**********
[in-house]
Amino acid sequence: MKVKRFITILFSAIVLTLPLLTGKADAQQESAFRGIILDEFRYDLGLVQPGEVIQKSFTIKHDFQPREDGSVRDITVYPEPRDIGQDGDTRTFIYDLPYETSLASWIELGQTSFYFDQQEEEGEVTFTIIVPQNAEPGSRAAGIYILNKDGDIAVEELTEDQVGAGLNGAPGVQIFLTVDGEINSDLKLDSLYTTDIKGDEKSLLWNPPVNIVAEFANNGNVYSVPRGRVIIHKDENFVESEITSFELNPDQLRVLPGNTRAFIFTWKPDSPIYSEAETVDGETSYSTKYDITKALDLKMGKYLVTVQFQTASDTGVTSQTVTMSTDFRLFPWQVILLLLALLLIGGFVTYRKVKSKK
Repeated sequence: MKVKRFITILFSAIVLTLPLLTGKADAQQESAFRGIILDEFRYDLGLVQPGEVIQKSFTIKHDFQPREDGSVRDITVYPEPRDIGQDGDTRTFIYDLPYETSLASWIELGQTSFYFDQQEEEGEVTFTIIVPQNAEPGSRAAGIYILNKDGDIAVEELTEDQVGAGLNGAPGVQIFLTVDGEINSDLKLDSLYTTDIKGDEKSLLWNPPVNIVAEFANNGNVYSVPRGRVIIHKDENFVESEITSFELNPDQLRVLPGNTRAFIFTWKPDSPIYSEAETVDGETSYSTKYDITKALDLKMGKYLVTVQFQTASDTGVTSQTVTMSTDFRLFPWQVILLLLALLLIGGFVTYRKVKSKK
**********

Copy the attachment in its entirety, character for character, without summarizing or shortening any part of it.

[in-house]
Amino acid sequence: MKVKRFITILFSAIVLTLPLLTGKADAQQESAFRGIILDEFRYDLGLVQPGEVIQKSFTIKHDFQPREDGSVRDITVYPEPRDIGQDGDTRTFIYDLPYETSLASWIELGQTSFYFDQQEEEGEVTFTIIVPQNAEPGSRAAGIYILNKDGDIAVEELTEDQVGAGLNGAPGVQIFLTVDGEINSDLKLDSLYTTDIKGDEKSLLWNPPVNIVAEFANNGNVYSVPRGRVIIHKDENFVESEITSFELNPDQLRVLPGNTRAFIFTWKPDSPIYSEAETVDGETSYSTKYDITKALDLKMGKYLVTVQFQTASDTGVTSQTVTMSTDFRLFPWQVILLLLALLLIGGFVTYRKVKSKK
Repeated sequence: MKVKRFITILFSAIVLTLPLLTGKADAQQESAFRGIILDEFRYDLGLVQPGEVIQKSFTIKHDFQPREDGSVRDITVYPEPRDIGQDGDTRTFIYDLPYETSLASWIELGQTSFYFDQQEEEGEVTFTIIVPQNAEPGSRAAGIYILNKDGDIAVEELTEDQVGAGLNGAPGVQIFLTVDGEINSDLKLDSLYTTDIKGDEKSLLWNPPVNIVAEFANNGNVYSVPRGRVIIHKDENFVESEITSFELNPDQLRVLPGNTRAFIFTWKPDSPIYSEAETVDGETSYSTKYDITKALDLKMGKYLVTVQFQTASDTGVTSQTVTMSTDFRLFPWQVILLLLALLLIGGFVTYRKVKSKK